Monday, May 27 2024 - 4:49 PM
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The Insensitive Witness

“When the waitress comes back, ask for her number.” I sat in disbelief, uncomfortable with his request. Although his persistent enthusiasm appeared sincere, it felt too pushy.

During my senior year of college, a friend and I went out to grab a bite to eat. He was a theology major, and we met in College Algebra. After a few weeks, we met up each Thursday for tutoring. Since we both struggled with Math, we became friends and occasionally studied for exams together. On one particular night, we decided to grab a sandwich before returning to our dreaded algebra equations. After securing a booth, we began to look over the menu before our waitress appeared; we placed our orders and made friendly chit-chat.

My friend, zealous for Christianity, began making conversation and asked our waitress if she went to church. Politely smiling, she replied that she’d grown up in the church but had not attended for years. He questioned her further, asking why she had left. I cast a glance in his direction, hoping he would make eye contact. The young woman fidgeted with a nervous smile before stating that she’d gotten out of the habit of attending church. I could sense her anxious body language and tried to redirect the topic to food, but my classmate was persistent.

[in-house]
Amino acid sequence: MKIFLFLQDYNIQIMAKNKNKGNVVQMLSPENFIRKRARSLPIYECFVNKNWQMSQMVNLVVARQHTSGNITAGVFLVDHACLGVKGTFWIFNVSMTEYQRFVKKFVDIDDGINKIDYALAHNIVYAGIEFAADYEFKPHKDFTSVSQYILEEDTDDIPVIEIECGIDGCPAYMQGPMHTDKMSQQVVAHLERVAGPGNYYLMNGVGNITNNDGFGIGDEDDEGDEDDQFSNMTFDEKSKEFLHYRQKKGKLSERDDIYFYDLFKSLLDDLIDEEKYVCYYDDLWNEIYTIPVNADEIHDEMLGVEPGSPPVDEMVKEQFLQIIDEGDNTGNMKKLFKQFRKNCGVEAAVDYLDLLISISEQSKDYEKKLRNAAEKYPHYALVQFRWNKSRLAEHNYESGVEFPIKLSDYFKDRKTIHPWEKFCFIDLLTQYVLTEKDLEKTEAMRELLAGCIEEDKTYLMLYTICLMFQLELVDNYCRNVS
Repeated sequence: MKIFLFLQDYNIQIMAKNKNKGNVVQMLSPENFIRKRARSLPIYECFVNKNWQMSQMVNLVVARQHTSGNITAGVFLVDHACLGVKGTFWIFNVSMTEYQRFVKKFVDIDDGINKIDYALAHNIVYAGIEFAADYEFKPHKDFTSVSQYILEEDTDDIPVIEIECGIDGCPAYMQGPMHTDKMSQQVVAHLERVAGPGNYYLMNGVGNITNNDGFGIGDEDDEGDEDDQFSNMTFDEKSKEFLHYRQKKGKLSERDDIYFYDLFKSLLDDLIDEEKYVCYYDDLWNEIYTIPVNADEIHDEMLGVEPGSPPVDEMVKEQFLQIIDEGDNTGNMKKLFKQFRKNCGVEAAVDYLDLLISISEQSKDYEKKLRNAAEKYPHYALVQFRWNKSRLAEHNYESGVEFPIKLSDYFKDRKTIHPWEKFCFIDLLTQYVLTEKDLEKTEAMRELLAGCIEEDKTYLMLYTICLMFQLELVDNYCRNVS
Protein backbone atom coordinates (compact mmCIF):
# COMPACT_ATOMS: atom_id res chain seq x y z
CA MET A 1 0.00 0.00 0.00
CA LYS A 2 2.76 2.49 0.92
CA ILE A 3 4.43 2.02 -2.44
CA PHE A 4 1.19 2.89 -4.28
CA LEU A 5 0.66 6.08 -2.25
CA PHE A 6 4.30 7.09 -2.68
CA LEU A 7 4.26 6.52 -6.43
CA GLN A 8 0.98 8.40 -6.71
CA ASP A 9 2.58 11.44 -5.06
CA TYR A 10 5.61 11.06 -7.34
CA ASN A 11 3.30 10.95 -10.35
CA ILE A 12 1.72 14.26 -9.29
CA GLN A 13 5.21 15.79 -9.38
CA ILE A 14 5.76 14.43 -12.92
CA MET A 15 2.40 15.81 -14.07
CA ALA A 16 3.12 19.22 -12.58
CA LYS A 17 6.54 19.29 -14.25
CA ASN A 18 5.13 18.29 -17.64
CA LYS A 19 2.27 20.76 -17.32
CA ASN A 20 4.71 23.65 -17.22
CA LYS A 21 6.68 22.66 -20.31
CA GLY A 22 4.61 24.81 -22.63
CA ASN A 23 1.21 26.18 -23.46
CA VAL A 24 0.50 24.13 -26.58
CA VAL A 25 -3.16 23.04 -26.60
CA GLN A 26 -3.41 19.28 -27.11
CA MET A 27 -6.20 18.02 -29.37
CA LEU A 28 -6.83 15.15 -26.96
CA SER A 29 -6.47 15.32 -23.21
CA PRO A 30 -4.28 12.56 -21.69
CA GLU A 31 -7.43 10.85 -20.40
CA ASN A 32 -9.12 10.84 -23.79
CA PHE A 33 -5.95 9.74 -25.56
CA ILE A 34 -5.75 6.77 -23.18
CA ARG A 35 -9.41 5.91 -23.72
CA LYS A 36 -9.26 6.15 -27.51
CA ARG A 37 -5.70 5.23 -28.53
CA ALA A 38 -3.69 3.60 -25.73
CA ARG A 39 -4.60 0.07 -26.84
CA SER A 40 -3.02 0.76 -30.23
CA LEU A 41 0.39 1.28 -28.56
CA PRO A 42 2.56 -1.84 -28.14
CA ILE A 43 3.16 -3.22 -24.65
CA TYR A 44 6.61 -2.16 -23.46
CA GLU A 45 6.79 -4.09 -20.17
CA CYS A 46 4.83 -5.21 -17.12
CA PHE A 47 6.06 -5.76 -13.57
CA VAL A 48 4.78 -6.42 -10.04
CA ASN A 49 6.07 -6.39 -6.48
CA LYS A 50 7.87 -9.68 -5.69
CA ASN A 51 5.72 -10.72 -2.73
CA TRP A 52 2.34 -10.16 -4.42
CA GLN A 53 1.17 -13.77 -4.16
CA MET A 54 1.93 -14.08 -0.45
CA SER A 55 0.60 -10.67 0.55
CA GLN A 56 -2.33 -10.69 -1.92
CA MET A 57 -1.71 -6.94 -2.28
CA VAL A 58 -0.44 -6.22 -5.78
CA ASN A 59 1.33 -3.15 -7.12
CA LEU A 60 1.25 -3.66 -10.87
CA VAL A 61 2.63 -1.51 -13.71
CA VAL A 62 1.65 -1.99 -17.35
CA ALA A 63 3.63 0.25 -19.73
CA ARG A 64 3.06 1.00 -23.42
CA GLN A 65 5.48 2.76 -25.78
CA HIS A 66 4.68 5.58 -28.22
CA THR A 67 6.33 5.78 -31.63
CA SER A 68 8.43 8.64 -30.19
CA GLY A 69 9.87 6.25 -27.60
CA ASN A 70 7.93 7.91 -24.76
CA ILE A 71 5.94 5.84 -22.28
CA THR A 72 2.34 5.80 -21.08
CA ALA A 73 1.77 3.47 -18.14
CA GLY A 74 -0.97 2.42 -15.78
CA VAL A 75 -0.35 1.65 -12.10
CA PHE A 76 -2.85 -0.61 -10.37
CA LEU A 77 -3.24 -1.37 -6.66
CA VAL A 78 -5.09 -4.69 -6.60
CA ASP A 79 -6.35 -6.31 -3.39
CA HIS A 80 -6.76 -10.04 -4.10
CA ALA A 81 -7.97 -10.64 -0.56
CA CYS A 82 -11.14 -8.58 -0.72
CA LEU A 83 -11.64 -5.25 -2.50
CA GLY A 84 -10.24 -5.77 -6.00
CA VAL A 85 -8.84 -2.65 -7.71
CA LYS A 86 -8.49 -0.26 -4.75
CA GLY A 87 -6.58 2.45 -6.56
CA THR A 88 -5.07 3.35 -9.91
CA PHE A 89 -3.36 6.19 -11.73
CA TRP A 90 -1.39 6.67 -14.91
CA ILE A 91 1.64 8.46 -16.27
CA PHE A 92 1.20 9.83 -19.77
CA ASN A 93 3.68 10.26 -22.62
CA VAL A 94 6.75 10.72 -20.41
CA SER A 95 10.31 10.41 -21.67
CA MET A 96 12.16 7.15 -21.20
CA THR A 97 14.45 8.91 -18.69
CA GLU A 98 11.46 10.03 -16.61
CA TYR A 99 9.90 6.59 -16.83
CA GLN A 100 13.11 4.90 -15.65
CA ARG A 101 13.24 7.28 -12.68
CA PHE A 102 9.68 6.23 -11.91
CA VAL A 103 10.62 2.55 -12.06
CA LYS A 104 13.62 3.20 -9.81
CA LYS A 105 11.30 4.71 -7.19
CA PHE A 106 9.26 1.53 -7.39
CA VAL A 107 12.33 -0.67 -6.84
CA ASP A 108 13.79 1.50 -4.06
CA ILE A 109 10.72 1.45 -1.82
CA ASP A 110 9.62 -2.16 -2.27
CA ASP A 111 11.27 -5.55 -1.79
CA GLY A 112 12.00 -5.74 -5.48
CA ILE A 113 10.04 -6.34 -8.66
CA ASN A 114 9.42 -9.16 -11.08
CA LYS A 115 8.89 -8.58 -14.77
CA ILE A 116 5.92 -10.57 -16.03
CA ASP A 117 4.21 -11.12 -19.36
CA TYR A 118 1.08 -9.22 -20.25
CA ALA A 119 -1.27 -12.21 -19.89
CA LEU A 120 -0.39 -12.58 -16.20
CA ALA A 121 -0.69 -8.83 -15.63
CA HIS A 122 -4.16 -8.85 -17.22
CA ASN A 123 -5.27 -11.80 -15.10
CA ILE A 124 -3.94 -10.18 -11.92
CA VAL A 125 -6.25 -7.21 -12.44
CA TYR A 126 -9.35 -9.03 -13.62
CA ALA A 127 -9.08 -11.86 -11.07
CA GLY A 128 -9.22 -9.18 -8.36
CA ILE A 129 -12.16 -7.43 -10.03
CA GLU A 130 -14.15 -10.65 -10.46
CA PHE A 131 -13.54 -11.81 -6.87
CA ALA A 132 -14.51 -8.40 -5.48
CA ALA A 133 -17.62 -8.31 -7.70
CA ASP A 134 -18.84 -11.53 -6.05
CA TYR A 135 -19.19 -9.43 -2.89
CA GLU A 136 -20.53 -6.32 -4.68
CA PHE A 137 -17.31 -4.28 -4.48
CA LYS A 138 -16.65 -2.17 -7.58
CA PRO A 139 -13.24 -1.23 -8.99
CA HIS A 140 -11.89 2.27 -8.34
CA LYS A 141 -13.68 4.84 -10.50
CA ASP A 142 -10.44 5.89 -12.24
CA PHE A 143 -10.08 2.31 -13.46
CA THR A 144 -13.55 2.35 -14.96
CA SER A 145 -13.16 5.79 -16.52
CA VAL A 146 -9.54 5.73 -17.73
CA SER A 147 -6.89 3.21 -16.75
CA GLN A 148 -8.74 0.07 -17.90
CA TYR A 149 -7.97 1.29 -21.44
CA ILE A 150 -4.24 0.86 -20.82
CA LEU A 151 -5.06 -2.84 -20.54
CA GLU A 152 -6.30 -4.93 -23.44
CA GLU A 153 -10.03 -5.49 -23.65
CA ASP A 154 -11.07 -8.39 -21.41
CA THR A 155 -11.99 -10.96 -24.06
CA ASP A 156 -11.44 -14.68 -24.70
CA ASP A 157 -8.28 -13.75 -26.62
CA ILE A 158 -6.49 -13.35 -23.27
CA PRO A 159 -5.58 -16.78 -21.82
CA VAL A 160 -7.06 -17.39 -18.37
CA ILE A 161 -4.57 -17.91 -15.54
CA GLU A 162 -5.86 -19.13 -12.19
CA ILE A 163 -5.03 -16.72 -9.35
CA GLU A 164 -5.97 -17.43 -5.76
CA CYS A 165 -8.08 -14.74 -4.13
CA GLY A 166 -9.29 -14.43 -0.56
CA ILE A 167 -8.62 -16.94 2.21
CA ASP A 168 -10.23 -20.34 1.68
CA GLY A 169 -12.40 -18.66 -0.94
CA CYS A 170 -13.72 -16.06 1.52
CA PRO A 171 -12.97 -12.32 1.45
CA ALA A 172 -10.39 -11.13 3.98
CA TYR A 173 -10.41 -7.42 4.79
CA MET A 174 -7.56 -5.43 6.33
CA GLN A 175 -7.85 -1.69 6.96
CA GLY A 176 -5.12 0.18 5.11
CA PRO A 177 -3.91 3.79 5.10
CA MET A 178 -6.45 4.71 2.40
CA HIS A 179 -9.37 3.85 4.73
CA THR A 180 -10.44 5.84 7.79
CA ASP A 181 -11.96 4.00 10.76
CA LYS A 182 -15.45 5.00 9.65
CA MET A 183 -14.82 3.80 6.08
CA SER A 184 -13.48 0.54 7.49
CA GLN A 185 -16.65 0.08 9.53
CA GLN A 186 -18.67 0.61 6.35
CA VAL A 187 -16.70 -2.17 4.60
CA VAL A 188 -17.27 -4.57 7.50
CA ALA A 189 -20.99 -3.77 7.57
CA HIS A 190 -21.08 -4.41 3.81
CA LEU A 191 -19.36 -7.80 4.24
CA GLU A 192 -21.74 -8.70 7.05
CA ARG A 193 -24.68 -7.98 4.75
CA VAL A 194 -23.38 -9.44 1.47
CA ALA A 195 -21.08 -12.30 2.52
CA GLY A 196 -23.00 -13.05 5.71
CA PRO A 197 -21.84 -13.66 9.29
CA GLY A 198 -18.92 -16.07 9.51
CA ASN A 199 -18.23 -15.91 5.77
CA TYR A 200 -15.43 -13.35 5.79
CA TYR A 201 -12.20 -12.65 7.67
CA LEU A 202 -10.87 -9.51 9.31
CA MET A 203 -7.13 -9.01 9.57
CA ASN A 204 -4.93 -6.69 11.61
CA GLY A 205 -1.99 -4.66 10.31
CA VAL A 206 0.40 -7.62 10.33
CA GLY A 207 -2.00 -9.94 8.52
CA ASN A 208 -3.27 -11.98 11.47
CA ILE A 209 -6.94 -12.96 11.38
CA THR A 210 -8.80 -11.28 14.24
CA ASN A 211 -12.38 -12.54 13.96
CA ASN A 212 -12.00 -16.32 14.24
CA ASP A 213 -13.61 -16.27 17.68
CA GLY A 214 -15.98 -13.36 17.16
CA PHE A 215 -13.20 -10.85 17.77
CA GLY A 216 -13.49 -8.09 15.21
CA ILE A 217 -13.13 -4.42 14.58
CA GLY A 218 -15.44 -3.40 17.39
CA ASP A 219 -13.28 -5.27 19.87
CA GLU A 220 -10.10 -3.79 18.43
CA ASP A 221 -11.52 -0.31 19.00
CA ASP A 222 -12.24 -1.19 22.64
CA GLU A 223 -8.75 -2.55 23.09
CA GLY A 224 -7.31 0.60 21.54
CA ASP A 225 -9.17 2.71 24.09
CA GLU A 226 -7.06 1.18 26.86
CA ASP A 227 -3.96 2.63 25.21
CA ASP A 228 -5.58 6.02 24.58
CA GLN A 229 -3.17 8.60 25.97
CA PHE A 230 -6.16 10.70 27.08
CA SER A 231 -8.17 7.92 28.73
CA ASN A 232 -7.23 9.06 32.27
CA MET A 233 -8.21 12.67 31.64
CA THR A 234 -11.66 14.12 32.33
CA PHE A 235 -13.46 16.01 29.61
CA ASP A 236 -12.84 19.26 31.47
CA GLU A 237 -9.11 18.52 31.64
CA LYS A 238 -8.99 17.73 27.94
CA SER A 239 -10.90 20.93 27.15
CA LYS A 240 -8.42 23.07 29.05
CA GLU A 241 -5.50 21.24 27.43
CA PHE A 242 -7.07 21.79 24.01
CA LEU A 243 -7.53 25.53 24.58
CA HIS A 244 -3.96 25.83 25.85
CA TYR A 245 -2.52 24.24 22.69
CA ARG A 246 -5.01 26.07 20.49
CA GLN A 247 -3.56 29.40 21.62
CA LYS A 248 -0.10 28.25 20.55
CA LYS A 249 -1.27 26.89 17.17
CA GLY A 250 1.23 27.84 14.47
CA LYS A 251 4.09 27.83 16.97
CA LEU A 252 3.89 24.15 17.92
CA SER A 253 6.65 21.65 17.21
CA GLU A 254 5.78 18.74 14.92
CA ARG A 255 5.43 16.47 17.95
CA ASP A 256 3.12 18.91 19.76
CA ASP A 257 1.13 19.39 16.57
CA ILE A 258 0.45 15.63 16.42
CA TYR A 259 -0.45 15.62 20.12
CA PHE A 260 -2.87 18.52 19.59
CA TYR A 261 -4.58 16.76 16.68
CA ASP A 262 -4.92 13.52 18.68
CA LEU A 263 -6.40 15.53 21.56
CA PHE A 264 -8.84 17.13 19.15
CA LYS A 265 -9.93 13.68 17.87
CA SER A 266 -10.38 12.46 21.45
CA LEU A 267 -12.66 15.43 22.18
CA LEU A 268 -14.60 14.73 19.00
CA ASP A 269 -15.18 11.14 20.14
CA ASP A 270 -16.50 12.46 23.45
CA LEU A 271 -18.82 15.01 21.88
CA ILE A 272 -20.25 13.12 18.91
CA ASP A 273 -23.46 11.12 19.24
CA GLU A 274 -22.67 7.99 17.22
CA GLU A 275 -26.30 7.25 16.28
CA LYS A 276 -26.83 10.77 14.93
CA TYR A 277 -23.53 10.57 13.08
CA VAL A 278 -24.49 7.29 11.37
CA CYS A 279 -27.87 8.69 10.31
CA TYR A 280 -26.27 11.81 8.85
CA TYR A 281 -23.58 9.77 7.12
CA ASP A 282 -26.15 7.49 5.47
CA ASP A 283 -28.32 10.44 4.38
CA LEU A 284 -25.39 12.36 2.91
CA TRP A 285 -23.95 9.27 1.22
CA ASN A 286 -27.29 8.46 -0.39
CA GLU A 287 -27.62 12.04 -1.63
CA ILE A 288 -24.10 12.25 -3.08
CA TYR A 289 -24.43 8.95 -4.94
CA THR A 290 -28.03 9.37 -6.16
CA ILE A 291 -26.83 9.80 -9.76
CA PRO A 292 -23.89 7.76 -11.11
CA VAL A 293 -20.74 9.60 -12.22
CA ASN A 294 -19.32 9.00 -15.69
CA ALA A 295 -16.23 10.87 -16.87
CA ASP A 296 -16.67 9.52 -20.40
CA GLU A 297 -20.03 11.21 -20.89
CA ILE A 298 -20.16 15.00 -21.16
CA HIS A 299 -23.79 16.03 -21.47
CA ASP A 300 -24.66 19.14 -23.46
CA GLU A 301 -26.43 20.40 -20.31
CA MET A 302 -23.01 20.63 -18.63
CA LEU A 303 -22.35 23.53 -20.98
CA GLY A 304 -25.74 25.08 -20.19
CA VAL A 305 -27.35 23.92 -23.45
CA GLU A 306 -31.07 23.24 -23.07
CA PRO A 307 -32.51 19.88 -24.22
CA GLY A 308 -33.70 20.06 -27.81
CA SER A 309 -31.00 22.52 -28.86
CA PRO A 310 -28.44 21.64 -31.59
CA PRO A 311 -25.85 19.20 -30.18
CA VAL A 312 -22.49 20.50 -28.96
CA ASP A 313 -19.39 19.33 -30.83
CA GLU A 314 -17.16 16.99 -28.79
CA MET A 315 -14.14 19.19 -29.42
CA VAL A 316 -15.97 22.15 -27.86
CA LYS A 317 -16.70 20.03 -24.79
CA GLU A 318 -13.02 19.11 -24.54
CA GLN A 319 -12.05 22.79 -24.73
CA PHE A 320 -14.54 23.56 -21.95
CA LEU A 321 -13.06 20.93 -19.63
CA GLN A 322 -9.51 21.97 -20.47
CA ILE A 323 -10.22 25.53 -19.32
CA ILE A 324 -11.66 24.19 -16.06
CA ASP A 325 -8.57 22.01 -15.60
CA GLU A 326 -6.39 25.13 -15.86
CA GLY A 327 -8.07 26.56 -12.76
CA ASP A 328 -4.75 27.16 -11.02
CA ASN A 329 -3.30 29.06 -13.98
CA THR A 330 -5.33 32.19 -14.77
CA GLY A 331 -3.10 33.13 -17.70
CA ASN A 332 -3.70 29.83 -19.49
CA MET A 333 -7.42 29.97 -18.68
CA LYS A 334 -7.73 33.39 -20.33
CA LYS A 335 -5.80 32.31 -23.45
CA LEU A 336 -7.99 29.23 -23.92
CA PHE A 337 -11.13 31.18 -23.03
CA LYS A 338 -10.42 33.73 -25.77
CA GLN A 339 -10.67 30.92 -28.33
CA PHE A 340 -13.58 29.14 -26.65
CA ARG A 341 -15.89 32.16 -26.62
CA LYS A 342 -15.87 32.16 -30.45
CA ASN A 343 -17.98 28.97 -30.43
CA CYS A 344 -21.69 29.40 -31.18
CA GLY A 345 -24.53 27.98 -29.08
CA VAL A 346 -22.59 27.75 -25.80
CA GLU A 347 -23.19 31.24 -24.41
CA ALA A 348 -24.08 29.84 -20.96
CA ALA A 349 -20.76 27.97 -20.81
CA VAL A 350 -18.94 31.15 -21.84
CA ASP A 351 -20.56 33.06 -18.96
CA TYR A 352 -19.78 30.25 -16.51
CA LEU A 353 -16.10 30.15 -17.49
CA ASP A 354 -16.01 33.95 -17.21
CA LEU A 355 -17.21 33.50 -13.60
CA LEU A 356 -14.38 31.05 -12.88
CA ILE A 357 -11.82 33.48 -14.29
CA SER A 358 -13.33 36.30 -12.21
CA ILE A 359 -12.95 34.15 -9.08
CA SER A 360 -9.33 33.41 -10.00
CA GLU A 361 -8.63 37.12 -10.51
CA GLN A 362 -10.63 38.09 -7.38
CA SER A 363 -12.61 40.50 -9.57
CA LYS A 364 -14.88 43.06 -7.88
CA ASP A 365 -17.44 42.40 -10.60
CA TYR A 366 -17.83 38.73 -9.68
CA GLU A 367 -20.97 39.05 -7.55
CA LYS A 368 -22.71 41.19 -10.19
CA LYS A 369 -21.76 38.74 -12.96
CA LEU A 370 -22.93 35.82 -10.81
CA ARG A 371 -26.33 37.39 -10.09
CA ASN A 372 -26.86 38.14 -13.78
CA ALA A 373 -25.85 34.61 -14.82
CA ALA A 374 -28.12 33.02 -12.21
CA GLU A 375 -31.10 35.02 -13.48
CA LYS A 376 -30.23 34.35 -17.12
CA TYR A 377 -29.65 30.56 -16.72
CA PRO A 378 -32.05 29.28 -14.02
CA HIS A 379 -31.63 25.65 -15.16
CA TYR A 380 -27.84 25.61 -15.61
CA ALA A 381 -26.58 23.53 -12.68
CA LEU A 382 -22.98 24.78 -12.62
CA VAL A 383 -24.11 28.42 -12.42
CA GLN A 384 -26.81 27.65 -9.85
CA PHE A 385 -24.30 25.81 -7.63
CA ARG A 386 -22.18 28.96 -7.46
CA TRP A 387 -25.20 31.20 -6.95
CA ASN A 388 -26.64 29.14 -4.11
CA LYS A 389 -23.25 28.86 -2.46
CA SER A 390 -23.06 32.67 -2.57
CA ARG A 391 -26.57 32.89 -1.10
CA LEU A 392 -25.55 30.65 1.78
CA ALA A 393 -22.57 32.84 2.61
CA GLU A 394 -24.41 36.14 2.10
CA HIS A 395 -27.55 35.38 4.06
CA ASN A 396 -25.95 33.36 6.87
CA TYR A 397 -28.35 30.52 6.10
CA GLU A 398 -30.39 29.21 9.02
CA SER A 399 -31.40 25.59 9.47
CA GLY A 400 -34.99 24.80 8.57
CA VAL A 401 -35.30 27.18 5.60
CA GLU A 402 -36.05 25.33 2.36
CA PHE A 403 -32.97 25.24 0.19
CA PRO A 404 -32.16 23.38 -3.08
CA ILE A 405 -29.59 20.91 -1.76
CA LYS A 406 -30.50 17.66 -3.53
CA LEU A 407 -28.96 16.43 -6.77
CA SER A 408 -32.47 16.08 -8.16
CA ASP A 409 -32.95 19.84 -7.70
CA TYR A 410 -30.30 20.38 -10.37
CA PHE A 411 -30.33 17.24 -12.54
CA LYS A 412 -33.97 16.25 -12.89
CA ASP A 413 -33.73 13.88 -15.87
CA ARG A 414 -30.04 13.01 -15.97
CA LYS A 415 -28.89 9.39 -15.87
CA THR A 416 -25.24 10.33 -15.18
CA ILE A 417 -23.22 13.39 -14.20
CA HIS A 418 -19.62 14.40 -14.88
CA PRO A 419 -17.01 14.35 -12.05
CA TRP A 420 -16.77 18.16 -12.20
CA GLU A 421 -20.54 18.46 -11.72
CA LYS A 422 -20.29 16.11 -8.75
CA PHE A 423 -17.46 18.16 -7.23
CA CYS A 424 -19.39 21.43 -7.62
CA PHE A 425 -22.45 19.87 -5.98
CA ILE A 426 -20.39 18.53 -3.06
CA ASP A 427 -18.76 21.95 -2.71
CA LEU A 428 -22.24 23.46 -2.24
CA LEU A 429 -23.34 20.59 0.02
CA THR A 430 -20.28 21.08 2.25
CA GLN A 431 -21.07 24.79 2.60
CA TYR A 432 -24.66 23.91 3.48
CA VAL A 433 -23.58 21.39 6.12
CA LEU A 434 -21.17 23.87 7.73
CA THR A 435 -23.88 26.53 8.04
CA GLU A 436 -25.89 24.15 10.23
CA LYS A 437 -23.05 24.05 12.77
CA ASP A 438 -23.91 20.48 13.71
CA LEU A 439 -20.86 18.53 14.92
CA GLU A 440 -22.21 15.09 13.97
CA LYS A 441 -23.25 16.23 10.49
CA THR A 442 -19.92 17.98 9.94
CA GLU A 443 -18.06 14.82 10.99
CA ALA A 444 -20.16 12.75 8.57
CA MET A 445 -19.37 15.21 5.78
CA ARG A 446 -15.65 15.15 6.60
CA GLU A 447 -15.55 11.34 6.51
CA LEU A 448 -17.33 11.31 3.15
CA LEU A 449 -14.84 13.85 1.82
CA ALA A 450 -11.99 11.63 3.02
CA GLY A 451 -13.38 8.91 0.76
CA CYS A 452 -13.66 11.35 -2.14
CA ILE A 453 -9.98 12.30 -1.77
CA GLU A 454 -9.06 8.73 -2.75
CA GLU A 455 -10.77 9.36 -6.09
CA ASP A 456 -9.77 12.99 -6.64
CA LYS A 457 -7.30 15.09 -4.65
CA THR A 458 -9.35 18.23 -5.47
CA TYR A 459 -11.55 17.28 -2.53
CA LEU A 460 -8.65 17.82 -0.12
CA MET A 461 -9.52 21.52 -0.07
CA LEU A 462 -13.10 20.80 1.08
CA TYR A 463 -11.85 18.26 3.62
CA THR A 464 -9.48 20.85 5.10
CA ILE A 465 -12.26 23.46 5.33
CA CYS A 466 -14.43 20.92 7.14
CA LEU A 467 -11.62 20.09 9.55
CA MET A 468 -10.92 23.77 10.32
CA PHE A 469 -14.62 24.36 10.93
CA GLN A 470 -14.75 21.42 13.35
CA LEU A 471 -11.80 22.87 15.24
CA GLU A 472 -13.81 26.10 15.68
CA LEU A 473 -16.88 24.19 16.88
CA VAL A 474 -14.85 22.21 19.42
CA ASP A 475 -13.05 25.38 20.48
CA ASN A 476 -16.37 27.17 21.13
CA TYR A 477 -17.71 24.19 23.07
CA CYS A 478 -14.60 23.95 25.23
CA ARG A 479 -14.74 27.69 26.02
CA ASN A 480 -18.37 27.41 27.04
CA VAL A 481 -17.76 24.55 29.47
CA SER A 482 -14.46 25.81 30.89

“You should come to my Bible study this Wednesday. I’d love to talk with you about Christ!”

Our waitress, clearly uncomfortable, shook her head and replied, “No, thank you. That’s alright. I’d better get your orders in.”

Persistent Classmate

The young woman disappeared and avoided our table for most of the evening. Still unphased, my classmate remained determined.

“When the waitress comes back, ask for her number.”

His persistence hung in the air as we sat in awkward silence.

“I don’t think asking for her number would be appropriate. She is not interested, and I don’t want to invade her privacy.”

“If I ask for her number, it’ll appear as if I’m too friendly. You need to ask for it!”

I folded my napkin into little squares, hoping he overlooked the heat rise in my face. “I’m not asking for her number. She already said no.”

“Maddie, I cannot believe you! Don’t you want her to go to Heaven?”

I stared in disbelief. His determination made me uncomfortable; why couldn’t he take no for an answer? When the evening came to a close, I replayed my classmate’s words over and over again. Was I wrong for feeling frustration toward his tenacity?

Leading By Example

This particular encounter continues to puzzle me years later. It wasn’t his passion for Christ that bothered me; it was his inability to see the waitress’s discomfort. My classmate’s persistent approach to the young woman’s response felt invasive and forceful, ultimately leaving me with a bitter taste in my mouth.

While it is not inherently wrong to share the love of Jesus, we need to lead by example and avoid coercion. Although we should evangelize, we must be mindful of others and not take advantage if they appear uncomfortable. We should always be receptive to the Holy Spirit’s guidance and doors of opportunity while extending the same liberty that Christ extends to us—the power of choice.

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Madeleine Lowe writes from Indiana.

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About Madeleine Lowe

Madeleine Lowe

writes from the Midwest.

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